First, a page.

26 Feb - 3 Mar 2016 #797

Lessons for the future

With new classrooms in place, attendance levels are picking up at schools in Sindhupalchok.
Yu Wei Liew

BUILDING BETTER: Shree Janahit Lower Secondary School in Banskharka VDC of Sindhupalchok was damaged during the April earthquake last year.

In last April’s 7.8 magnitude earthquake that shook Nepal, Sindhupalchok was one of the worst hit areas, with the highest number of casualties reported in a single district. There were 3,557 deaths and an estimated 66,636 houses were destroyed or damaged, according to the Ministry of Home Affairs.

In the aftermath of the earthquake, landslides blocked off the narrow roads leading to villages in the hills, hampering relief efforts.

However, some organisations have been working tirelessly to help the villagers rebuild their lives. Childreach Nepal and the Ministry of Education have teamed up to build a total of 100 earthquake-resistant classrooms in Sindhupalchok, sealed by the signing of a Memorandum of Understanding. Also assisting in the effort is Miyamoto International, a Japanese earthquake management company that is providing the technical expertise needed to construct the classrooms.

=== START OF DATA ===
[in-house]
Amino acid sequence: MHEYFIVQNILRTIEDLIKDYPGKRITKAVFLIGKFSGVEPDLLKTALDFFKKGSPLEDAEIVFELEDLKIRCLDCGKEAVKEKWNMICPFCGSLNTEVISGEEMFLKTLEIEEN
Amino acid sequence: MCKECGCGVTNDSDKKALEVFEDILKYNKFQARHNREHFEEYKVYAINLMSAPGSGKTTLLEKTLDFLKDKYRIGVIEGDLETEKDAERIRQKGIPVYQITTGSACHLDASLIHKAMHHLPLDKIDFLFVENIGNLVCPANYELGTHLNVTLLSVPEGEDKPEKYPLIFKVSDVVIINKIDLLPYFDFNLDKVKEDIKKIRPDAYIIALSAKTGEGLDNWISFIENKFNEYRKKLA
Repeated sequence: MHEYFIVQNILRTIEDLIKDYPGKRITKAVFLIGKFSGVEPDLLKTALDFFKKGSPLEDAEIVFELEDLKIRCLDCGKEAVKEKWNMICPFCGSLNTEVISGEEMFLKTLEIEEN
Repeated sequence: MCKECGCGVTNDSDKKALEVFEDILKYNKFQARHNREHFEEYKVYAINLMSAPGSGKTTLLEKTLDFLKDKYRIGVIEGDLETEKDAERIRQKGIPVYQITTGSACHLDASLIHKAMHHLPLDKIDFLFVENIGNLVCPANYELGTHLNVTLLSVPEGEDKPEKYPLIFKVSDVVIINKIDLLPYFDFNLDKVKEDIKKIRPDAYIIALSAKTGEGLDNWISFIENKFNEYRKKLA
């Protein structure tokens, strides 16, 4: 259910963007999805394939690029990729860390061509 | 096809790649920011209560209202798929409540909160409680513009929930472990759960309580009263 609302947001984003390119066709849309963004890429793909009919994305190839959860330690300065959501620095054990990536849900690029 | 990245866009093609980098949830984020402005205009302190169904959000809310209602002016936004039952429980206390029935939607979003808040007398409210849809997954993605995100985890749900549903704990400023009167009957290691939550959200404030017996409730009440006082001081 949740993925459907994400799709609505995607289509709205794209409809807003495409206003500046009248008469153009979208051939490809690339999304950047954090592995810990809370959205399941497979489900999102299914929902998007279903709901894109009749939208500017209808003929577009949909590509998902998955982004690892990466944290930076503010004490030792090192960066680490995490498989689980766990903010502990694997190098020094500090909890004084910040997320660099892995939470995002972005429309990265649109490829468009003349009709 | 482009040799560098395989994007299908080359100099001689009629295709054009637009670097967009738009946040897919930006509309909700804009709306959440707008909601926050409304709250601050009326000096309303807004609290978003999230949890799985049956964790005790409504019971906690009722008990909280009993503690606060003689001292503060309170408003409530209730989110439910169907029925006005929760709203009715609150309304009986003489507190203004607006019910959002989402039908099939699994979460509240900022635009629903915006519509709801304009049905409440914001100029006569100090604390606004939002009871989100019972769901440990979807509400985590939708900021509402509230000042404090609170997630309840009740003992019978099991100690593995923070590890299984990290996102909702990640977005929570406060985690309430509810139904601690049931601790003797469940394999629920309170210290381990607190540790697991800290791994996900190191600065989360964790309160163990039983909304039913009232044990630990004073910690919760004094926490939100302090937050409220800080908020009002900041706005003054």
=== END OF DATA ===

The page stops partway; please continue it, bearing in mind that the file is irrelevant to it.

On 4 February, their collective efforts across diverse sectors came into fruition with the ceremonial handover of the first 20 completed classrooms to three schools in Banskharka VDC: Shree Bhim Bidya Ashram Secondary School, Shree Bal Bikash Primary School and Shree Janahit Lower Secondary School.

Each classroom can accommodate 60-80 students and has a lightweight steel framework designed to withstand shaking in the event of an earthquake. The exterior cladding of PVC-coated steel has a minimum lifespan of 30 years, and is insulated to be moisture-resistant, making it suitable for Nepal’s climate even during the monsoon season.

Childreach Nepal and the Ministry of Education have teamed up with Miyamoto International to build 100 new earthquake resistant classrooms in the district.

Already, attendance levels are picking up. Immediately after the earthquake, dropout rates soared to 32 per cent across the three schools, as securing access to food and water took precedence over attending lessons. Now, 400 out of the 500 students enrolled are back in the classrooms, with numbers expected to rise with the start of the new academic term in April.

The day after the handover ceremony, a 5.5 magnitude aftershock swept through the Valley, with the epicenter in Sindhupalchok. But the newly built classrooms passed their first test and remained standing, a testament to their sturdy design.

Earthquake rebuilding efforts should take a leaf from this successful collaboration, as it finds long lasting solutions in a region that is consistently hit hard by disasters. Because of the use of durable materials and the sharing of strategies with experienced counterparts, international cooperation has proved to be a boon in getting children in Sindhupalchok back to schools.

Read also:

Sindhupalchok’s sorrow, Bhrikuti Rai

Teacher’s tragedy, Cynthia Choo

Lesson still to be learnt, Sonia Awale

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